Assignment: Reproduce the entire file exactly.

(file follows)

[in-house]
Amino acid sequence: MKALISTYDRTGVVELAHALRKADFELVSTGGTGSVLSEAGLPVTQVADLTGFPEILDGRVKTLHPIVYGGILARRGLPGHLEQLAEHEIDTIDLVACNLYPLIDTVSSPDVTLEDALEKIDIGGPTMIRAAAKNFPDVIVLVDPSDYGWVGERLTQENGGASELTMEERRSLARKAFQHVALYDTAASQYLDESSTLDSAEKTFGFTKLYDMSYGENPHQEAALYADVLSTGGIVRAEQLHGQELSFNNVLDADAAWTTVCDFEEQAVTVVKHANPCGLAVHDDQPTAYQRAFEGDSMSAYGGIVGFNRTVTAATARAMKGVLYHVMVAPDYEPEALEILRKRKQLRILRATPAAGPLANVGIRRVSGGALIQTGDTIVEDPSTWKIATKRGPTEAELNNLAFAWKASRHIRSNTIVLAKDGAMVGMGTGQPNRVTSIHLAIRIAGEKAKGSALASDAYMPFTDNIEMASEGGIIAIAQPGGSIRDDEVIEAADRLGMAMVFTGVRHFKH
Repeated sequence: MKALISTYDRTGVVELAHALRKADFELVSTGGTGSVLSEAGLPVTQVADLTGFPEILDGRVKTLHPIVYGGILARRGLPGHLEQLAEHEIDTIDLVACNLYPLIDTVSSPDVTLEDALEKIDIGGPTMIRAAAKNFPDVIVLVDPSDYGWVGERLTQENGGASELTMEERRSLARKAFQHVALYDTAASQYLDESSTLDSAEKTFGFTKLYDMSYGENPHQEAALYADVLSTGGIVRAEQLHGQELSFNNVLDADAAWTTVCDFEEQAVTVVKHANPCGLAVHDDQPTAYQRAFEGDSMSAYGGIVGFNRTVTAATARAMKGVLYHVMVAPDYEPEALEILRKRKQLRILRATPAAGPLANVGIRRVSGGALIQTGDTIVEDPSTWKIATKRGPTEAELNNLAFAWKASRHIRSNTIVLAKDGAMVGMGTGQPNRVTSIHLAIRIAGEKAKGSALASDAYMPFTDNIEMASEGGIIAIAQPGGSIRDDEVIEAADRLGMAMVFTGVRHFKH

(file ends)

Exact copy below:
[in-house]
Amino acid sequence: MKALISTYDRTGVVELAHALRKADFELVSTGGTGSVLSEAGLPVTQVADLTGFPEILDGRVKTLHPIVYGGILARRGLPGHLEQLAEHEIDTIDLVACNLYPLIDTVSSPDVTLEDALEKIDIGGPTMIRAAAKNFPDVIVLVDPSDYGWVGERLTQENGGASELTMEERRSLARKAFQHVALYDTAASQYLDESSTLDSAEKTFGFTKLYDMSYGENPHQEAALYADVLSTGGIVRAEQLHGQELSFNNVLDADAAWTTVCDFEEQAVTVVKHANPCGLAVHDDQPTAYQRAFEGDSMSAYGGIVGFNRTVTAATARAMKGVLYHVMVAPDYEPEALEILRKRKQLRILRATPAAGPLANVGIRRVSGGALIQTGDTIVEDPSTWKIATKRGPTEAELNNLAFAWKASRHIRSNTIVLAKDGAMVGMGTGQPNRVTSIHLAIRIAGEKAKGSALASDAYMPFTDNIEMASEGGIIAIAQPGGSIRDDEVIEAADRLGMAMVFTGVRHFKH
Repeated sequence: MKALISTYDRTGVVELAHALRKADFELVSTGGTGSVLSEAGLPVTQVADLTGFPEILDGRVKTLHPIVYGGILARRGLPGHLEQLAEHEIDTIDLVACNLYPLIDTVSSPDVTLEDALEKIDIGGPTMIRAAAKNFPDVIVLVDPSDYGWVGERLTQENGGASELTMEERRSLARKAFQHVALYDTAASQYLDESSTLDSAEKTFGFTKLYDMSYGENPHQEAALYADVLSTGGIVRAEQLHGQELSFNNVLDADAAWTTVCDFEEQAVTVVKHANPCGLAVHDDQPTAYQRAFEGDSMSAYGGIVGFNRTVTAATARAMKGVLYHVMVAPDYEPEALEILRKRKQLRILRATPAAGPLANVGIRRVSGGALIQTGDTIVEDPSTWKIATKRGPTEAELNNLAFAWKASRHIRSNTIVLAKDGAMVGMGTGQPNRVTSIHLAIRIAGEKAKGSALASDAYMPFTDNIEMASEGGIIAIAQPGGSIRDDEVIEAADRLGMAMVFTGVRHFKH